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Kelcy Steele ~ Let Us Pray


Rev. Kelcy G.L. Steele prays in the sanctuary of his church.
Rev. Kelcy G.L. Steele prays in the sanctuary of his church.

“When Jesus heard this, he said to them, ‘Those who are well have no need of a physician, but those who are sick; I have come to call not the righteous but sinners.'” Mark 2:17

As a follower of Christ, Senior Pastor of First A.M.E. Zion Church in Los Angeles, and an international faith leader through work with World Methodist Evangelism, I must respond to the Pulse shooting: we as a faith community must focus on how we can work to love our neighbors well, both in this and in our daily home, work, and play. This is an unspeakable tragedy and we should take extended time to mourn, to pray for the families of those murdered and injured, and to consider the depth of evil in the hearts of men that this senseless act represents. The fact that this is a gay bar makes no difference. We are all especially broken at some level. The victims were human beings who were innocent and had their lives taken. I have just been physically sick to my stomach. These were our neighbors.

I have several friends who are gay.

Some of them embrace the homosexual lifestyle while others embrace the teachings of Scripture and fight against the sinful desires within them. As I’ve interacted with them, I’ve come to understand something that, on the surface, seems painfully obvious and potentially even offensive to them: They have real feelings and longings and desires. 

Yes, I know. That sounds like something Mr. Rogers would say. Maybe he would even make up a cutesy song about it that he would sing while zipping up his cardigan.

But this is real and this is extraordinarily important.

Many Christians talk about the LGBTQ community in the abstract, as if they’re a homogeneous group of people who want nothing more than to destroy the Christian faith and make the entire world gay. And I will admit that the media as a whole is pretty strongly anti-Christian when it comes to the issue of sexuality.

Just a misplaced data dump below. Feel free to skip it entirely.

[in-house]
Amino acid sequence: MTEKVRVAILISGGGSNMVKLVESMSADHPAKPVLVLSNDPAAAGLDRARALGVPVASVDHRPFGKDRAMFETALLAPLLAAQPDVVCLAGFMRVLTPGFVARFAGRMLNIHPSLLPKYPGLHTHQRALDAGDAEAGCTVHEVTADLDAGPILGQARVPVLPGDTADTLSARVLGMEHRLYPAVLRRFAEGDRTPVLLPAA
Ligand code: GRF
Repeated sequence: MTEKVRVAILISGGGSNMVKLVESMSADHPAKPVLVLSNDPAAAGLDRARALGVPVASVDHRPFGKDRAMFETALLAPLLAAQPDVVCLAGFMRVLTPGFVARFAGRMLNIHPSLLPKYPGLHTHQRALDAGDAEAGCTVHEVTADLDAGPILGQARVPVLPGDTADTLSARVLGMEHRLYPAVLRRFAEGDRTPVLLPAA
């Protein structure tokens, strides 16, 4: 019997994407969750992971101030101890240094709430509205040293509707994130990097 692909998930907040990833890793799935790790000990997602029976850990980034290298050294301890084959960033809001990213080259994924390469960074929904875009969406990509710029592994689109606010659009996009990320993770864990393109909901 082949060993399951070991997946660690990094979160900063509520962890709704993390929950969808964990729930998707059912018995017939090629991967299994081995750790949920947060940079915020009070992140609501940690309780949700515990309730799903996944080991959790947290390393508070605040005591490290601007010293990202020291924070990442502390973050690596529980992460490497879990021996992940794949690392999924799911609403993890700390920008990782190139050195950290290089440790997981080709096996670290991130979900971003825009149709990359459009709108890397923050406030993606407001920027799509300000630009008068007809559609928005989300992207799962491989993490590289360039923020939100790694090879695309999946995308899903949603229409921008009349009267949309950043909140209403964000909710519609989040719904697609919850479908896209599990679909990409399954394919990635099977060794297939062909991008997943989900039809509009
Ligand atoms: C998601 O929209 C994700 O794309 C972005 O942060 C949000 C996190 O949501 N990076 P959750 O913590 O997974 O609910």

And the politically correct, never-offend-anyone atmosphere of today is incredibly frustrating.

But here’s the thing. Behind all the stories and arguments and political battles are real people, made in the image of God, who, just like me, desperately need Jesus.

People who desperately desire human connection and sexual fulfillment. People who are trying to make sense of how to live in a world that is deeply and fundamentally broken.

When we call men and women to repent of homosexuality and embrace Jesus Christ, we need to realize the depths of what we’re calling them to. We’re calling them to a life of intense struggle and frustration. A life that is distinctly void of the sexual expression found in marriage. We’re calling them to lay aside something that feels central to who they are as a person. We’re calling them to give up something that seems part of their core identity.

Consider yourself. How would you feel if someone called you to a life of celibacy? How deeply would that cut against you? Would you struggle if someone told you that all your heterosexual desires are sinful? I would, and I think you would too.

My concern with all the passionate, vitriolic and even violent rhetoric about gender and bathrooms and marriage is that we’re forgetting that real people are involved. It’s easy to lob grenades from the safe bunkers of our Christian communities. It’s much harder to do that when we’re sitting across the table from a man or woman struggling deeply.

I’m not at all advocating that we soften the claims of the gospel to be more inclusive. That spells death for everyone involved. And I understand that fundamental issues of religious liberty are involved that require clear, intelligent, passionate advocacy.

But as we preach the gospel and fight for religious freedom, let’s do so with compassion. The gospel is for sinful, broken, struggling, jacked-up people. If we dismiss the struggle as non-existent, the gospel isn’t good news anymore.

The gospel is a superior pleasure—it’s superior to the pleasures of sin. But to hold forth the gospel as a superior pleasure, we have to first acknowledge that sin is desirable, even if particular sins are not desirable to us.

So yes, let’s call people to repentance. Let’s call people to repent of sexual sin and cling to the gospel. But as we preach the gospel, let’s wrap it in compassion. Let’s adorn the truth of the gospel with the grace of the gospel.

We know God values and loves all people, as do we at First A.M.E. Zion Church-Los Angeles. We condemn this horrible and unjustified act of violence against the Orlando community. We hurt and pray for our friends and neighbors, especially in the LGBTQ community, and we extend our deepest expressions of sympathy to all the loved ones experiencing grief over the coming days and months.


*”Christian Leaders: Orlando Victims Were ‘precious Souls,’ Loved by God.” Christian Leaders: Orlando Victims Were ‘precious Souls,’ Loved by God. N.p., n.d. Web. 20 June 2016.